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A Phred for Every Platform? Next-Gen Sequencers Assess Quality of Their Data

NEW YORK, Jan. 23 (GenomeWeb News) - When Applied Biosystems debuted its first automated Sanger sequencer in the 1980s, researchers had to wait 10 years before the base-calling program Phred emerged on the scene to assign quality scores to sequence data. But that was then, and this is now.

 

Emerging next-generation sequencing companies are well aware that they need a reliable program to assess their data. So, what should the program look like and who should develop it?

 

Phred-Friendly

 

According to Jeff Schloss, program director of technology development at the National Human Genome Research Institute, one thing next-generation sequencing vendors need to focus on is being Phred-friendly.

 

"Phred has become the de facto standard for sequence quality," Schloss said. "Each new instrument will need to develop a standard that users can understand in the context of Phred quality scores."

 

Each new sequencing company will have to develop its own quality standards for its instruments. "To the extant that signals from various of the new platforms are similar, the quality measures may be similar," Schloss said.

 

Initially released in 1998, Phred uses a logarithmic scale and assigns a probability of confidence to let users know how confident they can be that the base identified by the software is biologically accurate.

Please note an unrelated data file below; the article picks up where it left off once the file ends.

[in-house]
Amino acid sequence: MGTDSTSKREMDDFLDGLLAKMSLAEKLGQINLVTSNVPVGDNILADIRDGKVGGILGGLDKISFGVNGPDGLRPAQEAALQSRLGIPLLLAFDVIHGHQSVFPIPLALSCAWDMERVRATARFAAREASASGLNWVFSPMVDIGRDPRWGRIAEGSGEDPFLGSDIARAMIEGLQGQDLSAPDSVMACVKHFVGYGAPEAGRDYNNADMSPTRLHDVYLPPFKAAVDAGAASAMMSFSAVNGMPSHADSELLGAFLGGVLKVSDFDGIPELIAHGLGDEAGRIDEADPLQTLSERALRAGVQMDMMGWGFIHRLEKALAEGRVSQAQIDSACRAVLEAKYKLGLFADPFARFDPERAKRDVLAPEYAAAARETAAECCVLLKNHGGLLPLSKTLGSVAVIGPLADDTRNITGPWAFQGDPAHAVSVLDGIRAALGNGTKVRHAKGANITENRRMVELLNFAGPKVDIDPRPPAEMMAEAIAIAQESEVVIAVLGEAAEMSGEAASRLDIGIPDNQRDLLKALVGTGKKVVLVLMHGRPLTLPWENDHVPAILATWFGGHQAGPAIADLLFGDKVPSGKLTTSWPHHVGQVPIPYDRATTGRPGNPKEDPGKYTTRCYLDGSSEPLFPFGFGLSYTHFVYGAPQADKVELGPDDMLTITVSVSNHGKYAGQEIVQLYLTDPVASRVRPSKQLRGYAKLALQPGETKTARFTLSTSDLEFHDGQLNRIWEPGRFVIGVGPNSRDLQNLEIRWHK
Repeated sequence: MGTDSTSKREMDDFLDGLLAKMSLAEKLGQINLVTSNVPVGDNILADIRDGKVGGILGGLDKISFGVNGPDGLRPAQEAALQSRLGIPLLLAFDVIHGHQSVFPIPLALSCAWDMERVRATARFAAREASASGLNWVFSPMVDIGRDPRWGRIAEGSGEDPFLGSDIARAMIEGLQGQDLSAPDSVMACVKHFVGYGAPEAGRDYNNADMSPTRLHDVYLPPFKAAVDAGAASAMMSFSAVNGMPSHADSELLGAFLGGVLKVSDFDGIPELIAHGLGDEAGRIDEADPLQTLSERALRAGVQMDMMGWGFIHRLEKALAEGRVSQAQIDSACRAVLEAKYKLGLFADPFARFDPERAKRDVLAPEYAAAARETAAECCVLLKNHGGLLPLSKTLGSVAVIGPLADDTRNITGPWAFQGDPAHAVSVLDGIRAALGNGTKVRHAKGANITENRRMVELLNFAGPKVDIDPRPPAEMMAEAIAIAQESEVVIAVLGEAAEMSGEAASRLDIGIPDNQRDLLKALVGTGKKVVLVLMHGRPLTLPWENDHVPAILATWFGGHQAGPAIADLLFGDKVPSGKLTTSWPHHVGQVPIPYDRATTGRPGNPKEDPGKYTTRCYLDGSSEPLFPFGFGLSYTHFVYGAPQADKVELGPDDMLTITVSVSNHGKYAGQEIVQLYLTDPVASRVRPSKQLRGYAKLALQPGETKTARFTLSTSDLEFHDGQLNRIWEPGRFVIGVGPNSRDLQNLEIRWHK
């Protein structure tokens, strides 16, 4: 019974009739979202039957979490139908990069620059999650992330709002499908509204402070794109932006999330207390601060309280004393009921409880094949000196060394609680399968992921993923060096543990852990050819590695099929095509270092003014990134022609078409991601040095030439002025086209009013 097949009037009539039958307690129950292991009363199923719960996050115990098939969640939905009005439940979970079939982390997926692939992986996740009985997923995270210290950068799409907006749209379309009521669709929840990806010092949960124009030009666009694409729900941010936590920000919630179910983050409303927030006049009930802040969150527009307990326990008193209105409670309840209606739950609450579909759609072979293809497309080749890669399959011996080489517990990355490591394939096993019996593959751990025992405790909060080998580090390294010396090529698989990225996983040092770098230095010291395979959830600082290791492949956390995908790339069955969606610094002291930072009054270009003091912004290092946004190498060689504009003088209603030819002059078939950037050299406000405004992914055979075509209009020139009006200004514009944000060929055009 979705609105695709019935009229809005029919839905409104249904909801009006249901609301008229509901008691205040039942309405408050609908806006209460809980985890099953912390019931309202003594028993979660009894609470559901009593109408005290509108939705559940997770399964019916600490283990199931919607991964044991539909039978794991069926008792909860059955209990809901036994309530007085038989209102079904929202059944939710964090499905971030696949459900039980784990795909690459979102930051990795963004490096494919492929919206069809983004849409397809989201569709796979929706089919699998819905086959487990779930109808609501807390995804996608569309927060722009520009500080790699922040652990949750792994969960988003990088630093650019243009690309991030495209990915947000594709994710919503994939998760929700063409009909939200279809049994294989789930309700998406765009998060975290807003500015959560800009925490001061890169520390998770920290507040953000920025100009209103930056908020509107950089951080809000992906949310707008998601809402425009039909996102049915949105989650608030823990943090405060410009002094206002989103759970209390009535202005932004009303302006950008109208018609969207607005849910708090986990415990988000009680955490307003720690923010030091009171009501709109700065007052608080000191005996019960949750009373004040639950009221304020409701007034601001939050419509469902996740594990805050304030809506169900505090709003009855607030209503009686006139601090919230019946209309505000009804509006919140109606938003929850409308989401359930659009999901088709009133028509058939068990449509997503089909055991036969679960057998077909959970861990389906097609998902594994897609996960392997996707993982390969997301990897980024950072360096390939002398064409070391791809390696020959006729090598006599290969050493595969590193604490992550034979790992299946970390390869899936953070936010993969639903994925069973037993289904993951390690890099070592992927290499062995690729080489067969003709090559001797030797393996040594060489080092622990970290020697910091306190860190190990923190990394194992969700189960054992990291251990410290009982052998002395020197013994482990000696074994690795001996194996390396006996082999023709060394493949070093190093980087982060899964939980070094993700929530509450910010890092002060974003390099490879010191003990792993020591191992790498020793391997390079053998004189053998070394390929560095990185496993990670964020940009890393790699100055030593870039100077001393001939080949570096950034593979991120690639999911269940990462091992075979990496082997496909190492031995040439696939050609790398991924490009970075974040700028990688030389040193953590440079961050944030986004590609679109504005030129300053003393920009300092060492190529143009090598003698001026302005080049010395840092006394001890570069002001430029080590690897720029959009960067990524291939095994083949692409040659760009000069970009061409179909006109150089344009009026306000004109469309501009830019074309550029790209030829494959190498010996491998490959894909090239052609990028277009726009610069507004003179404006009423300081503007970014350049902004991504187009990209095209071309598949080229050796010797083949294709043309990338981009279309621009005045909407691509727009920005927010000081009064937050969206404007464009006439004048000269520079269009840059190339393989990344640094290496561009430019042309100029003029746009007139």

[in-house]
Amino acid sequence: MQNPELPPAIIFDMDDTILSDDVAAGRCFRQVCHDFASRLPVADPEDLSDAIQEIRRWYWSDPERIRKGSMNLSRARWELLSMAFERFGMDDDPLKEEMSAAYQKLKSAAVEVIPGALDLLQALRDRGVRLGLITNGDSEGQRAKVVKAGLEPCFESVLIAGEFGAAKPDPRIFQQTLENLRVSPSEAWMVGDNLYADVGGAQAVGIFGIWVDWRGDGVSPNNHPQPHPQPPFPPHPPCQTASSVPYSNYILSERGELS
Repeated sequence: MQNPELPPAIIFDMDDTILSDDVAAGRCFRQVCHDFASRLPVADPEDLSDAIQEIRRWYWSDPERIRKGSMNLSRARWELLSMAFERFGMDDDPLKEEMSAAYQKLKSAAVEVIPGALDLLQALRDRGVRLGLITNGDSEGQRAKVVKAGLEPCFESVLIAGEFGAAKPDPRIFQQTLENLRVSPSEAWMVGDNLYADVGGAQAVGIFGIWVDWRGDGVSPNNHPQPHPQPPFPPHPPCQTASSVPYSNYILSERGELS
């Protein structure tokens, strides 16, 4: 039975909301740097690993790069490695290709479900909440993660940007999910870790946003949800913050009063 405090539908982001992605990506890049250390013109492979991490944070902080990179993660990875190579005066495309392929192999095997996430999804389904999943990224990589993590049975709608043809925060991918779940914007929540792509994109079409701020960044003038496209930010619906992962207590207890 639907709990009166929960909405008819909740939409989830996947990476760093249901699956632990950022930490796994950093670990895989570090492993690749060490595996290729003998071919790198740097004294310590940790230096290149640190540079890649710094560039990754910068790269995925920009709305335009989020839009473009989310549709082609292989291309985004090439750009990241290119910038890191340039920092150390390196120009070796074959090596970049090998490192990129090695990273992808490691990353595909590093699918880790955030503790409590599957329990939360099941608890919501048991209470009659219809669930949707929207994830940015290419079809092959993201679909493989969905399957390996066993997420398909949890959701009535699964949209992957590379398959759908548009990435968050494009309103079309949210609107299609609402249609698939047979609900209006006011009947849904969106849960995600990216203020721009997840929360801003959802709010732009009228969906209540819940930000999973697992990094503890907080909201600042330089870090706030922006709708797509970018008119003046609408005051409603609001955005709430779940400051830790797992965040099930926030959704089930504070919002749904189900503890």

454 Life Sciences is one company that decided to follow Phred's lead when developing its own software. To 454, Phred not only provides a sense of familiarity, but allows researchers to more easily combine data from their instrument with data from Sanger-based sequencers. "It was imperative that we give researchers a way of assessing the quality on the same scale," said Marcel Margulies, vice president of engineering at 454.

 

Margulies said 454 realized early on that quality standards had to be a priority, and wrapped up development of its own software, called Quality Score, a year ago. They then spent several more months validating their quality scores by comparing predicted versus observed quality scores across a large variety of genomes.

 

Like Phred, Quality Score uses a logarithmic scale, but since the chemistries and error models are different, the algorithms are different, too. The confidence of a particular base call from a 454 instrument is based on whether it is part of a homopolymer. 454's sequencer uses polymerase-induced synthesis  to build a complementary sequence, adding one nucleotide at a time and monitoring pyrophosphate emission to determine when a specific base gets taken up. If, for example, there are two adenines in a row, researchers will see twice the amount of signal as they would if they had one adenine alone. Errors can be introduced in long homopolymers.

 

"If there are 10 A's in the sequence in the next extension step, it is hard for the instrument to tell whether there are 10 A's or 9 A's," said Gene Myers, who is on the scientific advisory board at 454 and a group leader at Janelia Farms Research Campus. "There is an internal model built on the probability of seeing a signal of a certain level based on there being 9 A's versus 10 A's, and then the Phred-like number expresses that in a natural mathematical way."